Whiskey Review: Elijah Craig Barrel Proof B519 - The Whiskey Wash

Whiskey Review: Elijah Craig Barrel Proof B519

Editor’s Note: This whiskey was provided to us as a review sample by Heaven Hill. This in no way, per our editorial policies, influenced the final outcome of this review.

You may remember the kerfuffle a few years ago when Elijah Craig parent company Heaven Hill made a few people (thousands) who like bourbon a bit (experts like Steve Ury) sort of ticked (enraged) when they removed the 12-year age statement from their cornerstone product. A consolation prize was that Barrel Proof would maintain its age statement and allocations would increase. Well, thankfully we can stay above the mêlée here and walk the positive side of Elijah Craig press. 

As we know, barrel proof bourbons aren’t proofed down, and the branding for Elijah Craig states that poetically about your opportunity to enjoy the whiskey in “much the same way our Master Distillers do.” They also have a fairly new master distiller, Conor O’Driscoll. He went from earning a degree in chemical engineering at University College of Ireland, Dublin, to working in the epicenter of American whiskey: Kentucky.

Initially, he came to the States to create chemicals like citric acid through a fermentation process. He found love and settled in pre-bourbon-boom Louisville. As the spirit is inescapable there, he started to think whiskey might be a compelling way to use his skills. 

“I started knocking on doors in 2002,” said O’Driscoll in a Forbes interview, “Brown-Forman hired me in 2004… It turned out to be everything I thought it would be: scientific engineering background, the history of Kentucky, the art and magic of the whole thing. It just kind of all came together. That was 15 short years ago.”

In those 15 years, O’Driscoll has made a name for himself as “that fermentation guy.” He’s eager to challenge himself. “What can we do with age, what can we do with innovative mash bills, what can we do with barrel finishes, what can we do with different types of wood? …With a million and a half barrels, there’s a lot we could do.”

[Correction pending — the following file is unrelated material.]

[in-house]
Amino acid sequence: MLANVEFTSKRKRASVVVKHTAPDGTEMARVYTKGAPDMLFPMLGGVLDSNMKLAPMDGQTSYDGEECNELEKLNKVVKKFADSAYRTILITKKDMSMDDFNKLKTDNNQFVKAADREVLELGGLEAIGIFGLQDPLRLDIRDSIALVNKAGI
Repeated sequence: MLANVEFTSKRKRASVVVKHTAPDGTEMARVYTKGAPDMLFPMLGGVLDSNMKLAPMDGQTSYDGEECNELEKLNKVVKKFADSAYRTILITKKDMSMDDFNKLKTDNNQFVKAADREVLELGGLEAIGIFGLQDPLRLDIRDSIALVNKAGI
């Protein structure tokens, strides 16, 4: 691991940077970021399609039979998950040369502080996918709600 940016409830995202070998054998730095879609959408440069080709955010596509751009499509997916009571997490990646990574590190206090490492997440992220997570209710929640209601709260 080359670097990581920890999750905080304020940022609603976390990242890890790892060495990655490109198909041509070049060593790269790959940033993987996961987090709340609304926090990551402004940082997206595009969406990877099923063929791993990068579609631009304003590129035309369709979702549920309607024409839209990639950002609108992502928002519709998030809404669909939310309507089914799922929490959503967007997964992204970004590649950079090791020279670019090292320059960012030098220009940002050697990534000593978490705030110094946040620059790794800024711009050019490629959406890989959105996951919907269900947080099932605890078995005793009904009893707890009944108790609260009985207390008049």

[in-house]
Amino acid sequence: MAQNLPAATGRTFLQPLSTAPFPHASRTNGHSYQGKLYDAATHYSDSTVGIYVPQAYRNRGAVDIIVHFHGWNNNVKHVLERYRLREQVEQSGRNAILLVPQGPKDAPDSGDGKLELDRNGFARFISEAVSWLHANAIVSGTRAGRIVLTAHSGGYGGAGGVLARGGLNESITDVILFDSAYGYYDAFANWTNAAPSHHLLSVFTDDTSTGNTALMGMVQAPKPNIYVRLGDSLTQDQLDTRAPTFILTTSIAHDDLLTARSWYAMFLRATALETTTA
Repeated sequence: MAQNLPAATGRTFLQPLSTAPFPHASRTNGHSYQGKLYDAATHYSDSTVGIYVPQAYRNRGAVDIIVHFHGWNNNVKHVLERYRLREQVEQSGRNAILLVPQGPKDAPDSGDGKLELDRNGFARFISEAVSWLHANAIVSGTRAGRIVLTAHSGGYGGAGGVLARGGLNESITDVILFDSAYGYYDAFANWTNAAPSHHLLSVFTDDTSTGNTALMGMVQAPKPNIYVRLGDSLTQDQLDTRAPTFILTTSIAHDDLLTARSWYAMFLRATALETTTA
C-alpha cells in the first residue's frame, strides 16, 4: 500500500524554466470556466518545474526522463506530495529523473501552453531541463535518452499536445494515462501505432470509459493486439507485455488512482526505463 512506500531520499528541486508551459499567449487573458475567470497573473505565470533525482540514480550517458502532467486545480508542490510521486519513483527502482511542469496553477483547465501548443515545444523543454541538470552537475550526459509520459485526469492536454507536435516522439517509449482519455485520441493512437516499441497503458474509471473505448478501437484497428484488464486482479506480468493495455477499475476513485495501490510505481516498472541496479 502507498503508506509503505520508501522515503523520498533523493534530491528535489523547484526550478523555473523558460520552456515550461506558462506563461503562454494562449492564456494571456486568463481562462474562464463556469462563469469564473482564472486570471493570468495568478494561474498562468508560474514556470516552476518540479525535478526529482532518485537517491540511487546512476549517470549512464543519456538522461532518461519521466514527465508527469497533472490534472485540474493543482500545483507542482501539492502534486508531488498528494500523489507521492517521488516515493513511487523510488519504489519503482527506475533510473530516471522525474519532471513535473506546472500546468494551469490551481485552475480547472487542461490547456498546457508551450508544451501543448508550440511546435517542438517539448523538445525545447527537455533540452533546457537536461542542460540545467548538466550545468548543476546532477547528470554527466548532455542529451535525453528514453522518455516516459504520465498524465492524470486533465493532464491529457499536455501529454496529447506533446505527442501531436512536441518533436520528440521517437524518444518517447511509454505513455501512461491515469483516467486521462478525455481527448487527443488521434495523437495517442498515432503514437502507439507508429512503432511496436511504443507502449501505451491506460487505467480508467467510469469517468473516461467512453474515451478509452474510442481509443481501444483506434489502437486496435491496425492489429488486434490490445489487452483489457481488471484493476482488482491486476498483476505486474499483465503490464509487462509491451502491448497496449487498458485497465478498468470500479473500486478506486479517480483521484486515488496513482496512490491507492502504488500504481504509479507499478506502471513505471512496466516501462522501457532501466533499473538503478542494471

So, he’s found a good home at his new distillery. According to Heaven Hill’s own Global Whiskey Ambassador, Bernie Lubber, components affect flavor like so: 10% yeast strain, 15% distillation, 25% recipe – specifically small grains (AKA not corn), 50% maturation. Estimates and opinions vary, but this is a reasonable rule of thumb. Since you can’t have distillation without fermentation, and various grains behave differently under fermentation, it sounds like half of the flavor in your glass comes from O’Driscoll’s specialty, and half from the new directions he plans to push.

With regards to the release of Barrel Proof I’m reviewing, here’s something interesting to note regarding the batch number – B519: The first letter of the batch number indicates its place among other releases that year, the first digit correlates to the month of the year and the last two digits indicate the year.

Elijah Craig Barrel Proof B519

Elijah Craig Barrel Proof (image via Heaven Hill)

Tasting Notes: Elijah Craig Barrel Proof B519

Vital Stats: This Kentucky Straight Bourbon Whiskey is made from 75% corn, 13% rye, and 12% malted barley, clocks in at 122.2 proof and was aged 12 years. Suggested price was $49.99, and bottles now fetch $82 on average.

Appearance: Spirit is a mellow copper, forming quick, thick legs with beads remaining at the waterline.

Nose: The nose is rich and sweet – easygoing for the proof. First notes are banana peel and acetone, followed by caramelized pineapple and blown roses. Peach and apricot linger on the end of the inhale.

Palate: On the palate, this whiskey is aggressive but not rough; warm and mouth-filling. Leather and black tea hit on the back palate, as everywhere else is overwhelmed at first. Adding a drop of water opens up a wealth of flavor: it’s candied, super-sweet at first, like agave syrup. Vanilla bean, black pepper and cigar-box cedar mingle on the mid-palate, as the spicy tannins linger on the finish.

The Takeaway

Summary

This barrel proof is indeed burly, but lacks the harshness of others. It works well and makes me curious about future releases of this line.

4
User Rating 4 (2 votes)
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